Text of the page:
While for many of these countries the welcoming response to Ukrainian refugees marks a turning point in their openness to displaced person, the reality is that their current refugee integration policy frameworks are ill-equipped to cope with the task at hand. To illustrate this point, one needs to simply note that Hungary has allowed its integration strategy to expire with no clear plans to renew or replace it, while Romania had a two-year gap with no strategy and, although Bulgaria has a new migration strategy it barely touches upon the specific integration needs of BIPs.
Importantly, these top-level decisions have real effects “on the ground” for Ukrainian refugees in their new host countries. Barriers to accessing health care are widespread for beneficiaries of international protection, including lack of information about entitlements, long waiting times and requirements such as providing a registered address. Provision of targeted support and upscaling of such measures is another major obstacle waiting to materialise. Until now, for example, free and sufficient language and social orientation courses for BIPs are only partially available in countries like Poland and Romania, and completely absent in Bulgaria and Hungary.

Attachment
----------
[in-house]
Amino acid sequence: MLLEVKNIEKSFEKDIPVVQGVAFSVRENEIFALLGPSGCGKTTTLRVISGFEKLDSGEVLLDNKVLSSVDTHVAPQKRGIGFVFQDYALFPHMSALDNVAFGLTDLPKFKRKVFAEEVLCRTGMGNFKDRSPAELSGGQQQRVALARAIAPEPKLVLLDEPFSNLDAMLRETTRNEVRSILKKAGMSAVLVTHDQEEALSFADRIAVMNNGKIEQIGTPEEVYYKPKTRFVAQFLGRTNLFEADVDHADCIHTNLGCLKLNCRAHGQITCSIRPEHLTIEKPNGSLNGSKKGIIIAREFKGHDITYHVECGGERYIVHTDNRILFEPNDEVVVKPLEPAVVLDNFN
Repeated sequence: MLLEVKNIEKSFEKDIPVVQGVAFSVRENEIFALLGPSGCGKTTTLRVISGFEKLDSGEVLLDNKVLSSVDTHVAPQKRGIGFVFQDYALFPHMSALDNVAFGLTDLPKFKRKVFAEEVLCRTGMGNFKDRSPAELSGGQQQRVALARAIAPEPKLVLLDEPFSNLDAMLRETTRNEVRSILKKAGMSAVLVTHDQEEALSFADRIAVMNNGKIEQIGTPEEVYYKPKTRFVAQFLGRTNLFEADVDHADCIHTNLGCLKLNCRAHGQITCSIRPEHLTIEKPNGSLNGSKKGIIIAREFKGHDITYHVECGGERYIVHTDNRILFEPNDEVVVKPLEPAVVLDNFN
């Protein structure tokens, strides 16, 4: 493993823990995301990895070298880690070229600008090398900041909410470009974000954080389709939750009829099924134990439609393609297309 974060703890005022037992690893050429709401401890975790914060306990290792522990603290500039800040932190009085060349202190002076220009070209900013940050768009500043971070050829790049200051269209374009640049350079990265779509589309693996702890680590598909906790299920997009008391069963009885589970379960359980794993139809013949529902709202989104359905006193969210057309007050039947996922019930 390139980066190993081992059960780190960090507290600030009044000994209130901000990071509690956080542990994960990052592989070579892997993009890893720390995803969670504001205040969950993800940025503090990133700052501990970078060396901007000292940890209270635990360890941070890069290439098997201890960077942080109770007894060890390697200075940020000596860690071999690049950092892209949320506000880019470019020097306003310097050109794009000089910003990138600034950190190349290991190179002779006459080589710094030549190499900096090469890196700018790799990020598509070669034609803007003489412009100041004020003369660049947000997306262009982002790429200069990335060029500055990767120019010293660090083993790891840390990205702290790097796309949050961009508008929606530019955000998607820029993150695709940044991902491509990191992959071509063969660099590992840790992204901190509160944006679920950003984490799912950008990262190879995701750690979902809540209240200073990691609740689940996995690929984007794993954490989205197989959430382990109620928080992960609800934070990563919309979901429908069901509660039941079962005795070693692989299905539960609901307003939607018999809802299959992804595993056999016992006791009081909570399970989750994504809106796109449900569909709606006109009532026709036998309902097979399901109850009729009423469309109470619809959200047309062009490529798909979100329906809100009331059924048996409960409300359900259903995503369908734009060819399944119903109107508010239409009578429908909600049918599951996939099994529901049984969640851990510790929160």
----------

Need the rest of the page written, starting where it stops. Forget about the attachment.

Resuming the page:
Read more on the Forum Network: Credit Where Credit Is Due: Tools to support the economic inclusion of displaced people by Esther Benjamin, CEO and Executive Director, World Education Services (WES)